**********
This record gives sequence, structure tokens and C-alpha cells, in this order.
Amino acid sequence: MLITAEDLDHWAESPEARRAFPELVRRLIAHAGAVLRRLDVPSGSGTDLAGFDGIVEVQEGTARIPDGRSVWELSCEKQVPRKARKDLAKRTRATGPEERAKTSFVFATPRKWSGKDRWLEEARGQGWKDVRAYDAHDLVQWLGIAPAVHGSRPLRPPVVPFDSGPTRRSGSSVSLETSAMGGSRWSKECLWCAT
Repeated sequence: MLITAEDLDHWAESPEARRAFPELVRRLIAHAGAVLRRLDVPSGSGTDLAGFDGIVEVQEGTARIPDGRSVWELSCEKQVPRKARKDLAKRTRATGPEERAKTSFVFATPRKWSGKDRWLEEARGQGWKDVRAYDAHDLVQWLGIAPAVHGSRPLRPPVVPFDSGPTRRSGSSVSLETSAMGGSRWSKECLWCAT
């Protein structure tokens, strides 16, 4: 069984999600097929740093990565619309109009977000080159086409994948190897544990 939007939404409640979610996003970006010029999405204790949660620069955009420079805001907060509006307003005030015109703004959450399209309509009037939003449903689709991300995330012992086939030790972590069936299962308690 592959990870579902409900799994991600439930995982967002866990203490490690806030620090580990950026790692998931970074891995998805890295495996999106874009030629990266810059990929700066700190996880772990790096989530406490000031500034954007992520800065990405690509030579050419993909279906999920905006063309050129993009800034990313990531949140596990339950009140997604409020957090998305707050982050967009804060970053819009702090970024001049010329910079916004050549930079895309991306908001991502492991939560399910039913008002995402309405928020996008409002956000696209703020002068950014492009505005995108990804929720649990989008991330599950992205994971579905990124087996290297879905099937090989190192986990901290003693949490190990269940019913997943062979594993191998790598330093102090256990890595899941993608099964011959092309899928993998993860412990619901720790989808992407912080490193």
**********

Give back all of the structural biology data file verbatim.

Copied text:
This record gives sequence, structure tokens and C-alpha cells, in this order.
Amino acid sequence: MLITAEDLDHWAESPEARRAFPELVRRLIAHAGAVLRRLDVPSGSGTDLAGFDGIVEVQEGTARIPDGRSVWELSCEKQVPRKARKDLAKRTRATGPEERAKTSFVFATPRKWSGKDRWLEEARGQGWKDVRAYDAHDLVQWLGIAPAVHGSRPLRPPVVPFDSGPTRRSGSSVSLETSAMGGSRWSKECLWCAT
Repeated sequence: MLITAEDLDHWAESPEARRAFPELVRRLIAHAGAVLRRLDVPSGSGTDLAGFDGIVEVQEGTARIPDGRSVWELSCEKQVPRKARKDLAKRTRATGPEERAKTSFVFATPRKWSGKDRWLEEARGQGWKDVRAYDAHDLVQWLGIAPAVHGSRPLRPPVVPFDSGPTRRSGSSVSLETSAMGGSRWSKECLWCAT
């Protein structure tokens, strides 16, 4: 069984999600097929740093990565619309109009977000080159086409994948190897544990 939007939404409640979610996003970006010029999405204790949660620069955009420079805001907060509006307003005030015109703004959450399209309509009037939003449903689709991300995330012992086939030790972590069936299962308690 592959990870579902409900799994991600439930995982967002866990203490490690806030620090580990950026790692998931970074891995998805890295495996999106874009030629990266810059990929700066700190996880772990790096989530406490000031500034954007992520800065990405690509030579050419993909279906999920905006063309050129993009800034990313990531949140596990339950009140997604409020957090998305707050982050967009804060970053819009702090970024001049010329910079916004050549930079895309991306908001991502492991939560399910039913008002995402309405928020996008409002956000696209703020002068950014492009505005995108990804929720649990989008991330599950992205994971579905990124087996290297879905099937090989190192986990901290003693949490190990269940019913997943062979594993191998790598330093102090256990890595899941993608099964011959092309899928993998993860412990619901720790989808992407912080490193």